Japan has a reputation for being one of the loneliest countries in the world. And with many employees working overtime on a daily basis, it’s easy to understand why. The first time I lived in Japan, I got a contract playing piano and singing six nights a week at a Hakone resort. Although I continually met people who were kind and thoughtful, my work hours and then non-existent Japanese language skills made it difficult to connect with others in my day-to-day life.
Loneliness is a powerful emotion. So much so that it is starting to be considered a public health problem in many countries In fact, both Australia and the UK have recently appointed a Minister of Loneliness. Here, the government has yet to implement any concrete policies to tackle the problem, but the issue of loneliness is just as potent. Take this stat for example: Around 15 percent of Japanese people have admitted that they do not have any social interaction outside of their family, according to recent OECD data.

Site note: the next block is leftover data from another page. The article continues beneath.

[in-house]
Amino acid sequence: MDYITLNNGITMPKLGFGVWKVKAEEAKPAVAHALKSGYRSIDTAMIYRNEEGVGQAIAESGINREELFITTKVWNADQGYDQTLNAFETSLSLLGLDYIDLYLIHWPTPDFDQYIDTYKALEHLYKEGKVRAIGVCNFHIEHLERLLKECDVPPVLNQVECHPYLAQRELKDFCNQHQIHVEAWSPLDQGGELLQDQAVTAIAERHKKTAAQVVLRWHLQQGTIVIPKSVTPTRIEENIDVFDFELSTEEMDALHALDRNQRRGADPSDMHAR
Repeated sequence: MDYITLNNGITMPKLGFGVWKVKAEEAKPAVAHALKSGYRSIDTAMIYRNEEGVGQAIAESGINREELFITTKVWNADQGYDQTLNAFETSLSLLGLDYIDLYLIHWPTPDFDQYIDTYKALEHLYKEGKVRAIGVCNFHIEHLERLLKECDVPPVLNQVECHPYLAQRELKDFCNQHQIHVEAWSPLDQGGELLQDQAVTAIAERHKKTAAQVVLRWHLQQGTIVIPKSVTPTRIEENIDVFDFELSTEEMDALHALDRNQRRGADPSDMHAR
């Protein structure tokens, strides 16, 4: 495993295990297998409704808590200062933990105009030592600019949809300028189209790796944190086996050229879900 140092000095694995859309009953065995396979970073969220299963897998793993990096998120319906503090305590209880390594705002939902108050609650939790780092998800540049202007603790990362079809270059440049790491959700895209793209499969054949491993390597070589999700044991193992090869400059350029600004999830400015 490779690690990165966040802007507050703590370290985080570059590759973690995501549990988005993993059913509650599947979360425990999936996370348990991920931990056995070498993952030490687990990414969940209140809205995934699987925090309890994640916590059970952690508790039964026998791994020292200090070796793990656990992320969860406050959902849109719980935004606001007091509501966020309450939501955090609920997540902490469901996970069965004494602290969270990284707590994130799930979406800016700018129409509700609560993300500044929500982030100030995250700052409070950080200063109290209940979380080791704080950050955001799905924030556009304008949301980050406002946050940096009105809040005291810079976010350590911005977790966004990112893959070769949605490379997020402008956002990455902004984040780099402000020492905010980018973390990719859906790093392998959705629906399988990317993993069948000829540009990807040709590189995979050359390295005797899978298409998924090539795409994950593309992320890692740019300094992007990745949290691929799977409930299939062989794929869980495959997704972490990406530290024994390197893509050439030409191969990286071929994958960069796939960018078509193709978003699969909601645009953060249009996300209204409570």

In other words, you’re not alone in feeling alone.
The good news is that it only takes a little bit of effort to turn things around for the better. Here are my personal tips for making new friends, finding community ties, and enjoying all the amazing things Tokyo has to offer.
1. Invite your co-workers out after work
The joy of being in Tokyo is that there are endless opportunities for fun—and everything is open late. Getting the chance to get to know your co-workers outside of work is undoubtedly a great way to create, strengthen, and maintain new friendships. The good news is that in Japan, post-work drinks, or nomikai, are practically a part of the job so you shouldn’t have much trouble persuading your colleagues to join you.
If you work around the Shibuya area, check out Tsukuyomi Coffee for a post-work catch-up. It’s a small establishment serving light meals, coffee, cake, and adult coffee (yes, I’m talking coffee spiked with alcohol). Music lovers should head to Dogenzaka on a Tuesday night for Ruby Room’s famed open mic night where you’ll be entertained by a mixture of locals, ex-pats, and travelers. Given the intimate setting of the bar, it’s a golden opportunity to strike up a conversation with someone—if they don’t beat you to it! You should check out Savvy Tokyo’s Food and Drink archives for more cool places to visit after dark with your (hopefully) new friends.
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